Andrés Alonso, Baltimore Schools CEO, announces his resignation and introduces Tisha Edwards as the interim replacement. (Christopher T. Assaf/Baltimore Sun video)

Education observers were split Tuesday on whether the city's school board should launch a nationwide search to replace schools CEO Andrés Alonso or give the job of taking on the district's daunting challenges to his hand-picked successor.

Some, such as principals union president Jimmy Gittings, said they'll push for the board to name interim CEO Tisha Edwards as permanent superintendent. School officials said late Tuesday that Edwards, Alonso's chief of staff, would not have to obtain a state waiver despite lacking the teaching experience typically required by state law for the post.

"Ms. Edwards would be the best choice of anyone, nationwide or local," Gittings said. "She works closely with the unions to make sure that individuals are treated fairly and respectfully. She's come up through the system. It concerns me when we go outside the system to find individuals who come here to get a reputation on the backs of our children and then leave."

But others, such as former school board member Kalman R. "Buzzy" Hettleman, said searching far and wide for top talent can pay off.

"We were criticized then for conducting a national search, and it turned out to be the right decision," said Hettleman, who was on the board that hired Alonso. "They should be looking for another Alonso. We need somebody who has the same skills that Dr. Alonso had, meaning he or she puts the kids first. They should be not afraid to challenge the education establishment, open to doing things in a different way and smart as hell."

The school board plans to conduct a yearlong, nationwide search to replace Alonso, who announced his resignation Monday after leading the district for six years. Alonso, 55, the longest-serving city superintendent in nearly two decades, said he is leaving to spend more time with his elderly parents in New Jersey and to teach part time at Harvard University. Mayor Stephanie Rawlings-Blake has said she wants the board to have a permanent superintendent in place by the start of the school year in 2014.

The next permanent superintendent will face many challenges, including following through on Alonso's 10-year facilities plan, pumping more money into city schools, and attracting and retaining qualified principals, officials say.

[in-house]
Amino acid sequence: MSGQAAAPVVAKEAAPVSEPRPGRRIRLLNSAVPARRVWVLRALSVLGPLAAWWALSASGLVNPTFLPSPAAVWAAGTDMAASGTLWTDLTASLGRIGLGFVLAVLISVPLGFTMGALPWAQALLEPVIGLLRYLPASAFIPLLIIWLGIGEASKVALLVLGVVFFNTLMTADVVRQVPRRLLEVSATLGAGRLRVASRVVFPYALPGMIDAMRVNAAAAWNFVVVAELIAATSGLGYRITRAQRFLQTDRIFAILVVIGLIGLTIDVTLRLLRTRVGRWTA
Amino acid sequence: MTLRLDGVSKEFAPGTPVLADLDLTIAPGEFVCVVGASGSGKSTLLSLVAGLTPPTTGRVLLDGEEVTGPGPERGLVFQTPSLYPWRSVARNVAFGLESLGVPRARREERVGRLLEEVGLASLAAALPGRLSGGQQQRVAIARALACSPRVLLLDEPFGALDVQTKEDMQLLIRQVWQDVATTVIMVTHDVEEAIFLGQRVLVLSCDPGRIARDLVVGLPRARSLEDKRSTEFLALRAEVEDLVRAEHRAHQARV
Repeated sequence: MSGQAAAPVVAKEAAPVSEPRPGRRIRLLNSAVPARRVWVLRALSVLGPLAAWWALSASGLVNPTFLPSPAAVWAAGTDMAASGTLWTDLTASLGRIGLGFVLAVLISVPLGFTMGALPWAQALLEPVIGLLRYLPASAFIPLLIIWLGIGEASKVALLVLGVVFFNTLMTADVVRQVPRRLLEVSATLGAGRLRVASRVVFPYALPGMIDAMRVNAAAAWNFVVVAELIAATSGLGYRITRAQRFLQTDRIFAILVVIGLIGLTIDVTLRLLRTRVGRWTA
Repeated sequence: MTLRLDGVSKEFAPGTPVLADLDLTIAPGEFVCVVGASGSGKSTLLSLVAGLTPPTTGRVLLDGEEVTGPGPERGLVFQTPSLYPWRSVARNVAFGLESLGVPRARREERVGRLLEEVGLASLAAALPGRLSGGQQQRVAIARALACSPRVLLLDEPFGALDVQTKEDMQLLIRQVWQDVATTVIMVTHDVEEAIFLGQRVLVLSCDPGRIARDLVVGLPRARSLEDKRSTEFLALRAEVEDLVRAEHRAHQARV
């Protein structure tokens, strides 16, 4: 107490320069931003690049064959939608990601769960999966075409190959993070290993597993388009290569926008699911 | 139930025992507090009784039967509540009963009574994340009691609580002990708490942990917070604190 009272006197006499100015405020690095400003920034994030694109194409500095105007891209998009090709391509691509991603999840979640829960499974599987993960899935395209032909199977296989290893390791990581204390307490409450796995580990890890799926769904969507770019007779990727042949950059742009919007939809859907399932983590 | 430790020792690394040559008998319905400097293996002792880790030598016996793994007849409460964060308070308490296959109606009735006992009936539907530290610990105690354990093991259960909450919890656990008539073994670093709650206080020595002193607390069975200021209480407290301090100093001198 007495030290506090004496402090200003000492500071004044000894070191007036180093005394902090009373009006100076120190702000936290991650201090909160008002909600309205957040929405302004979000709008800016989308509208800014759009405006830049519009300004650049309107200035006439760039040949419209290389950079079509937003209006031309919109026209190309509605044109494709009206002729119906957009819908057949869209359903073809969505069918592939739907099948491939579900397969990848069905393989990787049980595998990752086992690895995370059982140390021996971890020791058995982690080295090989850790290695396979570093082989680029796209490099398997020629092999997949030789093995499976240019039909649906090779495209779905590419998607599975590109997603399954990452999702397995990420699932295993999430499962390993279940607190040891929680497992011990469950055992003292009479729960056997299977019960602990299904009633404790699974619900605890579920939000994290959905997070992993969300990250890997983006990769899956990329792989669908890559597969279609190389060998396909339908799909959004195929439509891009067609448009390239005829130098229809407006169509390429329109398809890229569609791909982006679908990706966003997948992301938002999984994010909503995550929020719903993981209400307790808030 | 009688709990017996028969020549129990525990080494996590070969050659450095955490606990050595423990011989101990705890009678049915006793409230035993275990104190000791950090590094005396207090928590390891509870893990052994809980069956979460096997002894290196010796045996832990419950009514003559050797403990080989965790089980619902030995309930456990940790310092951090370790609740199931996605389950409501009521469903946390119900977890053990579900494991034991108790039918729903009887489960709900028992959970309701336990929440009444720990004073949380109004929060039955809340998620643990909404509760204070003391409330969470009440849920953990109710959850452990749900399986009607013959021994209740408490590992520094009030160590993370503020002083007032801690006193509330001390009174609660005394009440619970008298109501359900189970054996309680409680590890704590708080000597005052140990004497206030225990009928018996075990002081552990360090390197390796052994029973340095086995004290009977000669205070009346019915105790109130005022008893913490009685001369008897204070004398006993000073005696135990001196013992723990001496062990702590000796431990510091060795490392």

Former state Superintendent Nancy S. Grasmick noted that the district opened last school year with numerous principal vacancies.

"Principals are really, in my opinion, the instructional leaders of schools; you're not going to see student performance improve dramatically without a strong principal" who attracts talented teachers, Grasmick said. "My hope is that Baltimore City could become a magnet for great principals."

Alonso's resignation comes in the aftermath of a historic victory shared by the school system, education advocates and city political leaders — passage by the state legislature last month of a measure to help finance a $1 billion plan to upgrade Baltimore's decrepit school infrastructure, while closing a number of schools.

City Councilman Brandon Scott said the next schools CEO will have to pick up Alonso's battle to construct 21st-century school facilities.

"They're going to have to carry out the construction plan; it will be hotly contested," Scott said. "There will be a lot of feelings and emotions that people have."

City Councilwoman Mary Pat Clarke, who heads the education committee, praised Alonso for his Fair Student Funding program that gives principals autonomy over their budgets and hiring. She said Alonso's successor must continue to "squeeze the North Avenue bureaucracy and pump more money directly into the schools."

As the board conducts its search, Edwards, 42, Alonso's chief of staff since 2009, will serve as interim superintendent through the 2013-2014 school year. Maryland law requires that school superintendents have three years of teaching experience, but city officials said they do not believe the law applies to their jurisdiction. While Edwards has served as a Baltimore principal, she has never taught.

Though superintendents of most Maryland jurisdictions must adhere to state teaching requirements, Baltimore's situation is unique, said Bill Reinhard, a spokesman for the Maryland State Department of Education. Baltimore's school system and its CEO position fall under a different portion of state law that does not require its school chief to have teaching experience, he said.

Last year, Baltimore County Superintendent Dallas Dance received a waiver from the teaching requirement on the condition that he complete guest teaching hours in a middle school and high school. It was the first time the state had granted such a waiver in 20 years.

Neil E. Duke, the city school board chairman, said Edwards' one-year contract will require that she comply with the state requirements.

"Subsequent to our earlier conversation, the board was informed late afternoon by [the State Department of Education] that a waiver was not required" for Edwards to serve as interim schools CEO, said Edie House Foster, a city schools spokeswoman.

Jane Sundius, education director at the Open Society Institute–Baltimore, said she doesn't see Edwards' lack of teaching experience as a "huge concern" for an interim job.

"It would concern me, perhaps, if she was going to be the permanent candidate," Sundius said. "But for this upcoming year, she has to coordinate and manage to keep the district moving forward. It's incredibly important to have that teaching experience, but I'm not sure it's essential right now. She is definitely an educator even without that experience."